In recent years there has been real progress in efforts to improve livelihoods and fight poverty and disease. Although affected by the global recession, African economies bounced back quickly and are amongst the fastest growing in the world.
But despite this progress, too many still live in extreme poverty. And even those who don’t fall within the technical definition of poverty often suffer as a result of poor governance and a lack of opportunity.
Yet balanced against these challenges are real signs of hope.
Rapid advances in technology – together with our greater understanding of how to harness it – are accelerating the ability of citizens to demand improvements in the services their government provides, just as they are enabling governments to improve the supply of services to their citizens.
New technologies are also enabling other progress: entrepreneurs can expand their markets to reach the most marginalised people, and the most remote producers can sell their goods at fairer prices because their mobile phones allow them to find out the real market rate. And with these developments come the hope of a more equitable form of growth in years to come.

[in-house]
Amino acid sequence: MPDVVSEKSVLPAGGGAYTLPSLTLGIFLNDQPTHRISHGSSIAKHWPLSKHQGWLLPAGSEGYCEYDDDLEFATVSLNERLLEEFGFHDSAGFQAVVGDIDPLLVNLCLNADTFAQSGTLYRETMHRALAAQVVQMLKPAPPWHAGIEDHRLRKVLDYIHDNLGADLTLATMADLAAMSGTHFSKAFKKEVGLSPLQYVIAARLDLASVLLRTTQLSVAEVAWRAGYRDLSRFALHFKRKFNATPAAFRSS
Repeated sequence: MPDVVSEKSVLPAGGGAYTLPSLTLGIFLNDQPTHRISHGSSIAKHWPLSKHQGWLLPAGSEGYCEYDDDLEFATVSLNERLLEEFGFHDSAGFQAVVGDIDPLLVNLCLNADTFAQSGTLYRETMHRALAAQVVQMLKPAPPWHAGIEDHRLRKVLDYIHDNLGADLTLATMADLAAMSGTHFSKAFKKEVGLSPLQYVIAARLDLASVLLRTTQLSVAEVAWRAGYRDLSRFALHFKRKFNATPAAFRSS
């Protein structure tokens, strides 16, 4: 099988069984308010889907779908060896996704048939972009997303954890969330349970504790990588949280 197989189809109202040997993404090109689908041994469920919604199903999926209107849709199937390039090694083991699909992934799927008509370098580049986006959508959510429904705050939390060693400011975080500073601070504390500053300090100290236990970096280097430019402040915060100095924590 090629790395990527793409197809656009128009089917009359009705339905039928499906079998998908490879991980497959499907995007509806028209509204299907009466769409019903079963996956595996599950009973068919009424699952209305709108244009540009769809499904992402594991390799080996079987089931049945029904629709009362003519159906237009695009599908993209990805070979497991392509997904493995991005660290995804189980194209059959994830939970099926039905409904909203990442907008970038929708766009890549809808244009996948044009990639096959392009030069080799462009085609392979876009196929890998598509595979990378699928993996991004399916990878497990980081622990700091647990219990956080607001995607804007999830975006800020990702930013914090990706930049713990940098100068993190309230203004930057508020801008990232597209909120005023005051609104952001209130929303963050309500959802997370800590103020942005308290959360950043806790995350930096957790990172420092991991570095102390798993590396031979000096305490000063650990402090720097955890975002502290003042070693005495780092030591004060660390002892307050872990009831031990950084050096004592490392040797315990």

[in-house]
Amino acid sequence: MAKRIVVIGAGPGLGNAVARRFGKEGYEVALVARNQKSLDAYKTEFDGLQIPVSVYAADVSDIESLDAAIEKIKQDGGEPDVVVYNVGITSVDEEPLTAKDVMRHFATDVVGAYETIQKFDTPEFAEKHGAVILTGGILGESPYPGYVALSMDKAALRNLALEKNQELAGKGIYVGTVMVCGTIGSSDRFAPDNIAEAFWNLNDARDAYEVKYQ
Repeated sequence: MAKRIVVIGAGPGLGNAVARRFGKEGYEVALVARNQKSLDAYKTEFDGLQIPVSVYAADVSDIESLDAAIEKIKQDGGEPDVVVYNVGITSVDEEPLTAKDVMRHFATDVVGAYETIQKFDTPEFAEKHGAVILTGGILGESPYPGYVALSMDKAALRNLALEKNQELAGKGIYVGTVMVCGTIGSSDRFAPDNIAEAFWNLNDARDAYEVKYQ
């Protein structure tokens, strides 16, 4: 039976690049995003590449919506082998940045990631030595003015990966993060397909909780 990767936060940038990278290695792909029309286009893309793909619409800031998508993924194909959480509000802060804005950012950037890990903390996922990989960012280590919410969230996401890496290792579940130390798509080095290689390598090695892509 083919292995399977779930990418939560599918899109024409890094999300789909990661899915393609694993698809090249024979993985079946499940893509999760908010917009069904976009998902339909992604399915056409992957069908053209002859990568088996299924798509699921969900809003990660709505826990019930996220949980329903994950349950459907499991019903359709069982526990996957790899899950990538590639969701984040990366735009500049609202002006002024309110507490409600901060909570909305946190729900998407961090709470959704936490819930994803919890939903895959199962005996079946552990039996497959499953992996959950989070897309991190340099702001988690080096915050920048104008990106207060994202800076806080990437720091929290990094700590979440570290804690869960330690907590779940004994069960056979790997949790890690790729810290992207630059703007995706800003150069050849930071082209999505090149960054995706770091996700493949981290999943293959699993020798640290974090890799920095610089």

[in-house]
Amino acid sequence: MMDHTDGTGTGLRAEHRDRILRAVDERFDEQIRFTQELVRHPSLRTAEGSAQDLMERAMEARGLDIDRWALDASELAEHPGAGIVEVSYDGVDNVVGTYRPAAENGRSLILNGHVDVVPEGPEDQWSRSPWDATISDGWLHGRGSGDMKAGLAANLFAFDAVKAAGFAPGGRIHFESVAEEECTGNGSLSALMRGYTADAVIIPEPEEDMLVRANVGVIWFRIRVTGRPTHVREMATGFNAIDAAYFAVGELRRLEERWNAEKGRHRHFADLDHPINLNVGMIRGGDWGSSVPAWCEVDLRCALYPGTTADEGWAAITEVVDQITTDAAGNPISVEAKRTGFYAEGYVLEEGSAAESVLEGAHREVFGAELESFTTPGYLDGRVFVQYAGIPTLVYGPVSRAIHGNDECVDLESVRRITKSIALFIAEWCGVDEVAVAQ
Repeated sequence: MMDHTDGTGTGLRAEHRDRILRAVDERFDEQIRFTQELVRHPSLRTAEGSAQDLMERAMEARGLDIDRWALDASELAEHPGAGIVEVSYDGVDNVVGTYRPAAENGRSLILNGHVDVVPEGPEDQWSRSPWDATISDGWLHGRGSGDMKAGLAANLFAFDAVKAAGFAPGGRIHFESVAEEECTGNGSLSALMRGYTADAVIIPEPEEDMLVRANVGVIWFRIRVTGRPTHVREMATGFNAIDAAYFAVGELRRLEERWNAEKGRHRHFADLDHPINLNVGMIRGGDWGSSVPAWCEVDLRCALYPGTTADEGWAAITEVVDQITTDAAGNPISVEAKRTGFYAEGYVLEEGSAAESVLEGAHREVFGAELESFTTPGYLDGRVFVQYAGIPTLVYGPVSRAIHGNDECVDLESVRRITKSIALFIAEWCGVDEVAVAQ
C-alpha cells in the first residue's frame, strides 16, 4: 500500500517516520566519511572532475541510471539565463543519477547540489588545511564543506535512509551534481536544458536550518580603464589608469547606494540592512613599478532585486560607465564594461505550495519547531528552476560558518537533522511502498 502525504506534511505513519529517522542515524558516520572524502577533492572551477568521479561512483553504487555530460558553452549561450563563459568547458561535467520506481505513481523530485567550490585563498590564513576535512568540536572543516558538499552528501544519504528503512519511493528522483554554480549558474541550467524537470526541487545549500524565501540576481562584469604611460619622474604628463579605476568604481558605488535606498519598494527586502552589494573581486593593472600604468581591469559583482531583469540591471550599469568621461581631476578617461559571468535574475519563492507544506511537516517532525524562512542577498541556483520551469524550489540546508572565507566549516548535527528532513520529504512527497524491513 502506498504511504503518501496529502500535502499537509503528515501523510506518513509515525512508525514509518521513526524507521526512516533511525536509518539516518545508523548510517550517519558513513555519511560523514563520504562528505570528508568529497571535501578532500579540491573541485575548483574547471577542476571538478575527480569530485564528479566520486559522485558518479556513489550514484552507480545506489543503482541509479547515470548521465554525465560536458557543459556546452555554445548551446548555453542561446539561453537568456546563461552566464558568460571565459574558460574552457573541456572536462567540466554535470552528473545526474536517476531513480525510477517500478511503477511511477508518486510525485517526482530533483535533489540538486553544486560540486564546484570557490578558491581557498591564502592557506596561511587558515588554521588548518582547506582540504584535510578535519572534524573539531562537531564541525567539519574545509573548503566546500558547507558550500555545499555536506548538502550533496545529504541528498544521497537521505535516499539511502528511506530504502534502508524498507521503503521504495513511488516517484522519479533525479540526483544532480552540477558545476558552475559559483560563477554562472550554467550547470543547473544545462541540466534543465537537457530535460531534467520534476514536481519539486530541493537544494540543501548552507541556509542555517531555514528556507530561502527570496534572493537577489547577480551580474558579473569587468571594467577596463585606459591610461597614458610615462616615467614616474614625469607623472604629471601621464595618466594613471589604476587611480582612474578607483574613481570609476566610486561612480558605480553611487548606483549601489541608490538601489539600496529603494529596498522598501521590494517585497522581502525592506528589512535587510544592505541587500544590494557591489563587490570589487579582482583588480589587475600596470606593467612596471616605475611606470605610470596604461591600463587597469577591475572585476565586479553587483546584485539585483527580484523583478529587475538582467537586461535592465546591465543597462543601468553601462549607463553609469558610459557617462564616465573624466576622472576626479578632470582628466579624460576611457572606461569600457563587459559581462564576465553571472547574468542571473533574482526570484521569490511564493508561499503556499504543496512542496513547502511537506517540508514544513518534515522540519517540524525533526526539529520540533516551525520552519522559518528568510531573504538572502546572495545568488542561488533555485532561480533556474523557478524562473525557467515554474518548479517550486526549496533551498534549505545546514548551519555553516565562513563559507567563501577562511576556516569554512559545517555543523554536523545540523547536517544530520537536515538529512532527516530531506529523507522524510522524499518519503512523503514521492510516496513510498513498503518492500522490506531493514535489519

It is within this context that ONE will be hosting a dynamic discussion on the role of transparency and technology in promoting and driving economic development in Johannesburg on 15 February. The ONE Africa Symposium 2011 will feature several speakers in short inspirational 10-minute presentations about ideas that will help shape ONE’s work.
We will hear from students, policy makers, technology experts, academics and creatives, from all over Africa. Together we’ll highlight innovations that can drive increased transparency and accountability in governments and corporations. Throughout the symposium, we hope to amplify ideas that can inform policy makers and inspire entrepreneurs and activists. These ideas could ultimately transform Africa.
I’ll hope you join us and follow the conversation on Twitter via the #ONEsymposium hashtag.[/EXPAND]